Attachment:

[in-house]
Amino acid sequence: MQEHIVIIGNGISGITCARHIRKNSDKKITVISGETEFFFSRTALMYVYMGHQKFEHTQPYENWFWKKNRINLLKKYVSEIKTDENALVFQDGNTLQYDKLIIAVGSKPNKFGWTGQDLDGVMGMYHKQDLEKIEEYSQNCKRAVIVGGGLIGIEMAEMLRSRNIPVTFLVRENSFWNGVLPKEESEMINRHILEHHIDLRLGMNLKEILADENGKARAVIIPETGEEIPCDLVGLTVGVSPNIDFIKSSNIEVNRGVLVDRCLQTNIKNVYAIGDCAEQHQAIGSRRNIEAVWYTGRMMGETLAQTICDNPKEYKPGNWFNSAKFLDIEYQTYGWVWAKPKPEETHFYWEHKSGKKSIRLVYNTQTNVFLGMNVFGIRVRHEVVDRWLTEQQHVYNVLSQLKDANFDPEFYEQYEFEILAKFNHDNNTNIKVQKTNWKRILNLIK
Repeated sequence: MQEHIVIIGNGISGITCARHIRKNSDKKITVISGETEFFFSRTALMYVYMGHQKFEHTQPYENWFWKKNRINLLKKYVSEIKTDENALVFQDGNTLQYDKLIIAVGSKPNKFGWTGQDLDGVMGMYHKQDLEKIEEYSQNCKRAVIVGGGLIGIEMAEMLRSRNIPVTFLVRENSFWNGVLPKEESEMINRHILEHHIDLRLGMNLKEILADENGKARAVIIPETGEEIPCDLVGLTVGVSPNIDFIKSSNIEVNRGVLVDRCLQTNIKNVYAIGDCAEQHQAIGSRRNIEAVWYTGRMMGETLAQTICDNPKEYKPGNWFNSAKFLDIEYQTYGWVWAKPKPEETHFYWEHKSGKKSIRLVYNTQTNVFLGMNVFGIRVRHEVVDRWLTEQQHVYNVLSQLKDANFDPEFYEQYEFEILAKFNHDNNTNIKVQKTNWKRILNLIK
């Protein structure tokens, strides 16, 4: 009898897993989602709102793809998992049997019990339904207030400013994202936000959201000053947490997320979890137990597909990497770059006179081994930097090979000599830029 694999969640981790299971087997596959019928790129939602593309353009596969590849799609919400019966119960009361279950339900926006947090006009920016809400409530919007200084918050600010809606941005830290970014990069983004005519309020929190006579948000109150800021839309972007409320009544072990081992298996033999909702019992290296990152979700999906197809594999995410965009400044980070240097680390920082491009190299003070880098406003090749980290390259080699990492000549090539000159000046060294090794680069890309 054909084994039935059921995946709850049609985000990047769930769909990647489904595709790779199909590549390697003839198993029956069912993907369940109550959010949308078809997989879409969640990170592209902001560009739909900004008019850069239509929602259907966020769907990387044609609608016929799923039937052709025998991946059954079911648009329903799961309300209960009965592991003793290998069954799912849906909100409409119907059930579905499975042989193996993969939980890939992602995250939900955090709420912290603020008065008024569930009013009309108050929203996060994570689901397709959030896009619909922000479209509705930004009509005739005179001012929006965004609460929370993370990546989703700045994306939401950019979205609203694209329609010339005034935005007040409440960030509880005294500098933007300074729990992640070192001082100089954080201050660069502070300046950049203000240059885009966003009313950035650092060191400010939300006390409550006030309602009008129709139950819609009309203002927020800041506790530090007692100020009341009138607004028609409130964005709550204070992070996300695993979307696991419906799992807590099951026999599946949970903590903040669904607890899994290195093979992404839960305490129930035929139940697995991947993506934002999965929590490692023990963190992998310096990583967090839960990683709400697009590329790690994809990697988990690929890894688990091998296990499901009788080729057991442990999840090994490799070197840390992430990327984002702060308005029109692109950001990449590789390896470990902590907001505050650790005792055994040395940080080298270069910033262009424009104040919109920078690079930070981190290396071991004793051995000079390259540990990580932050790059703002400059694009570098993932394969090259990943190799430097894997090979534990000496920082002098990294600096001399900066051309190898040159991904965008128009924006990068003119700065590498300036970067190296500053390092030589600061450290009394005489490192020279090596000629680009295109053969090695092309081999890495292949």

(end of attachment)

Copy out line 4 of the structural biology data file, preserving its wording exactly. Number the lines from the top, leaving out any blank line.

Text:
């Protein structure tokens, strides 16, 4: 009898897993989602709102793809998992049997019990339904207030400013994202936000959201000053947490997320979890137990597909990497770059006179081994930097090979000599830029 694999969640981790299971087997596959019928790129939602593309353009596969590849799609919400019966119960009361279950339900926006947090006009920016809400409530919007200084918050600010809606941005830290970014990069983004005519309020929190006579948000109150800021839309972007409320009544072990081992298996033999909702019992290296990152979700999906197809594999995410965009400044980070240097680390920082491009190299003070880098406003090749980290390259080699990492000549090539000159000046060294090794680069890309 054909084994039935059921995946709850049609985000990047769930769909990647489904595709790779199909590549390697003839198993029956069912993907369940109550959010949308078809997989879409969640990170592209902001560009739909900004008019850069239509929602259907966020769907990387044609609608016929799923039937052709025998991946059954079911648009329903799961309300209960009965592991003793290998069954799912849906909100409409119907059930579905499975042989193996993969939980890939992602995250939900955090709420912290603020008065008024569930009013009309108050929203996060994570689901397709959030896009619909922000479209509705930004009509005739005179001012929006965004609460929370993370990546989703700045994306939401950019979205609203694209329609010339005034935005007040409440960030509880005294500098933007300074729990992640070192001082100089954080201050660069502070300046950049203000240059885009966003009313950035650092060191400010939300006390409550006030309602009008129709139950819609009309203002927020800041506790530090007692100020009341009138607004028609409130964005709550204070992070996300695993979307696991419906799992807590099951026999599946949970903590903040669904607890899994290195093979992404839960305490129930035929139940697995991947993506934002999965929590490692023990963190992998310096990583967090839960990683709400697009590329790690994809990697988990690929890894688990091998296990499901009788080729057991442990999840090994490799070197840390992430990327984002702060308005029109692109950001990449590789390896470990902590907001505050650790005792055994040395940080080298270069910033262009424009104040919109920078690079930070981190290396071991004793051995000079390259540990990580932050790059703002400059694009570098993932394969090259990943190799430097894997090979534990000496920082002098990294600096001399900066051309190898040159991904965008128009924006990068003119700065590498300036970067190296500053390092030589600061450290009394005489490192020279090596000629680009295109053969090695092309081999890495292949």